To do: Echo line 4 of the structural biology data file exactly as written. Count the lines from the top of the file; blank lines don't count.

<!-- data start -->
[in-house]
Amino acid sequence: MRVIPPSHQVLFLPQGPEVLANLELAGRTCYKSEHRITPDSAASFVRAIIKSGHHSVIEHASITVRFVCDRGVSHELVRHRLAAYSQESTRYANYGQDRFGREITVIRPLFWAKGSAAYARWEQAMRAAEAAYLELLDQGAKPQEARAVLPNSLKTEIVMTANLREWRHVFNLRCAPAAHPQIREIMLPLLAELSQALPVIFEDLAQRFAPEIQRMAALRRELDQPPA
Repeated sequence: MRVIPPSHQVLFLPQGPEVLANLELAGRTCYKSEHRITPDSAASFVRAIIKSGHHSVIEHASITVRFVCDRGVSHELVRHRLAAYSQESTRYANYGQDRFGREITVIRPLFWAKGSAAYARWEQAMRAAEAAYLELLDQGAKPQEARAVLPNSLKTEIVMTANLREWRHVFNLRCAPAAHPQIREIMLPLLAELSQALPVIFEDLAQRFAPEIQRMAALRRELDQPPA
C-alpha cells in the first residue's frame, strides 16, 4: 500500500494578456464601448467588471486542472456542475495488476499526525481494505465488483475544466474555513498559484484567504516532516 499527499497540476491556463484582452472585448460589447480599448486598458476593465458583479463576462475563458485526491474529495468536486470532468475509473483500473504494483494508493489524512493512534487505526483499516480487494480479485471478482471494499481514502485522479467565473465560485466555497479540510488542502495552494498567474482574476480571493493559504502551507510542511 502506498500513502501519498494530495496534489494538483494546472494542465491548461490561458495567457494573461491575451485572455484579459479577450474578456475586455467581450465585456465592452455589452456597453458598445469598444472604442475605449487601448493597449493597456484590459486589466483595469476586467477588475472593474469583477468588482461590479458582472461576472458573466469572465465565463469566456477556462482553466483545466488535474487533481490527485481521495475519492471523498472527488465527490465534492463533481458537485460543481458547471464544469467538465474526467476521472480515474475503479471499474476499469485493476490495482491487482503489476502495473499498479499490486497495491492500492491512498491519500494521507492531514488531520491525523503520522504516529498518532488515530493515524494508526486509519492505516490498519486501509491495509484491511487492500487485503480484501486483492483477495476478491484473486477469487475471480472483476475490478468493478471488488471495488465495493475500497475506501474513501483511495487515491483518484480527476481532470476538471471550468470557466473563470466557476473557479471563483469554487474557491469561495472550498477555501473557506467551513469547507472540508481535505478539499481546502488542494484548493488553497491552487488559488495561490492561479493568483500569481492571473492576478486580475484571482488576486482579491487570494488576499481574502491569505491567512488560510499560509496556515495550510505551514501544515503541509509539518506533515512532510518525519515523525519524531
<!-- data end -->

C-alpha cells in the first residue's frame, strides 16, 4: 500500500494578456464601448467588471486542472456542475495488476499526525481494505465488483475544466474555513498559484484567504516532516 499527499497540476491556463484582452472585448460589447480599448486598458476593465458583479463576462475563458485526491474529495468536486470532468475509473483500473504494483494508493489524512493512534487505526483499516480487494480479485471478482471494499481514502485522479467565473465560485466555497479540510488542502495552494498567474482574476480571493493559504502551507510542511 502506498500513502501519498494530495496534489494538483494546472494542465491548461490561458495567457494573461491575451485572455484579459479577450474578456475586455467581450465585456465592452455589452456597453458598445469598444472604442475605449487601448493597449493597456484590459486589466483595469476586467477588475472593474469583477468588482461590479458582472461576472458573466469572465465565463469566456477556462482553466483545466488535474487533481490527485481521495475519492471523498472527488465527490465534492463533481458537485460543481458547471464544469467538465474526467476521472480515474475503479471499474476499469485493476490495482491487482503489476502495473499498479499490486497495491492500492491512498491519500494521507492531514488531520491525523503520522504516529498518532488515530493515524494508526486509519492505516490498519486501509491495509484491511487492500487485503480484501486483492483477495476478491484473486477469487475471480472483476475490478468493478471488488471495488465495493475500497475506501474513501483511495487515491483518484480527476481532470476538471471550468470557466473563470466557476473557479471563483469554487474557491469561495472550498477555501473557506467551513469547507472540508481535505478539499481546502488542494484548493488553497491552487488559488495561490492561479493568483500569481492571473492576478486580475484571482488576486482579491487570494488576499481574502491569505491567512488560510499560509496556515495550510505551514501544515503541509509539518506533515512532510518525519515523525519524531